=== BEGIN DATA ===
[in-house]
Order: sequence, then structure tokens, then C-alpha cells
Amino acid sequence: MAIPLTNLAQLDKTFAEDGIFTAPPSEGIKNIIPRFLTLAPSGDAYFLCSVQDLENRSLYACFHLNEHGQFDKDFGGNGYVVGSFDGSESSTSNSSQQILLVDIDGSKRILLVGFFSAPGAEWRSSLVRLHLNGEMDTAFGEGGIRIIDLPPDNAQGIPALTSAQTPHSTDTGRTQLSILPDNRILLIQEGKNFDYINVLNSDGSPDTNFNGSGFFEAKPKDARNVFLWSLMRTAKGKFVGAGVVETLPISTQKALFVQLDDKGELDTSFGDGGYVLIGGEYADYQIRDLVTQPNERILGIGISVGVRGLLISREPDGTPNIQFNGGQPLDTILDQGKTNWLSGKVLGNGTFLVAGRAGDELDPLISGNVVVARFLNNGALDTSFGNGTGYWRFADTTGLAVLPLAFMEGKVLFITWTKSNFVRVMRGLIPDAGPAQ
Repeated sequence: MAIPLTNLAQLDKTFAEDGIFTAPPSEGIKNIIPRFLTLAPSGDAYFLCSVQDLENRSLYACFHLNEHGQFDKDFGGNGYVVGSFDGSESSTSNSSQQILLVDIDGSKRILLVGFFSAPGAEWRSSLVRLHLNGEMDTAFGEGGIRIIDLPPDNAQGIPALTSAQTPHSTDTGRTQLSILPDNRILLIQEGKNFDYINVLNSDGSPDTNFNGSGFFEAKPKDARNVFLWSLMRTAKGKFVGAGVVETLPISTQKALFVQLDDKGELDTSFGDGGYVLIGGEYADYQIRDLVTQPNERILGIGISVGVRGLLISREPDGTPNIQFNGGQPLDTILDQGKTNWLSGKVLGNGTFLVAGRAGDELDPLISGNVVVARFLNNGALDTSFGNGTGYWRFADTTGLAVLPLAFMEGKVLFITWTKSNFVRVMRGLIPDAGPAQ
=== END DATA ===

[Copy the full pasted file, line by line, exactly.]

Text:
[in-house]
Order: sequence, then structure tokens, then C-alpha cells
Amino acid sequence: MAIPLTNLAQLDKTFAEDGIFTAPPSEGIKNIIPRFLTLAPSGDAYFLCSVQDLENRSLYACFHLNEHGQFDKDFGGNGYVVGSFDGSESSTSNSSQQILLVDIDGSKRILLVGFFSAPGAEWRSSLVRLHLNGEMDTAFGEGGIRIIDLPPDNAQGIPALTSAQTPHSTDTGRTQLSILPDNRILLIQEGKNFDYINVLNSDGSPDTNFNGSGFFEAKPKDARNVFLWSLMRTAKGKFVGAGVVETLPISTQKALFVQLDDKGELDTSFGDGGYVLIGGEYADYQIRDLVTQPNERILGIGISVGVRGLLISREPDGTPNIQFNGGQPLDTILDQGKTNWLSGKVLGNGTFLVAGRAGDELDPLISGNVVVARFLNNGALDTSFGNGTGYWRFADTTGLAVLPLAFMEGKVLFITWTKSNFVRVMRGLIPDAGPAQ
Repeated sequence: MAIPLTNLAQLDKTFAEDGIFTAPPSEGIKNIIPRFLTLAPSGDAYFLCSVQDLENRSLYACFHLNEHGQFDKDFGGNGYVVGSFDGSESSTSNSSQQILLVDIDGSKRILLVGFFSAPGAEWRSSLVRLHLNGEMDTAFGEGGIRIIDLPPDNAQGIPALTSAQTPHSTDTGRTQLSILPDNRILLIQEGKNFDYINVLNSDGSPDTNFNGSGFFEAKPKDARNVFLWSLMRTAKGKFVGAGVVETLPISTQKALFVQLDDKGELDTSFGDGGYVLIGGEYADYQIRDLVTQPNERILGIGISVGVRGLLISREPDGTPNIQFNGGQPLDTILDQGKTNWLSGKVLGNGTFLVAGRAGDELDPLISGNVVVARFLNNGALDTSFGNGTGYWRFADTTGLAVLPLAFMEGKVLFITWTKSNFVRVMRGLIPDAGPAQ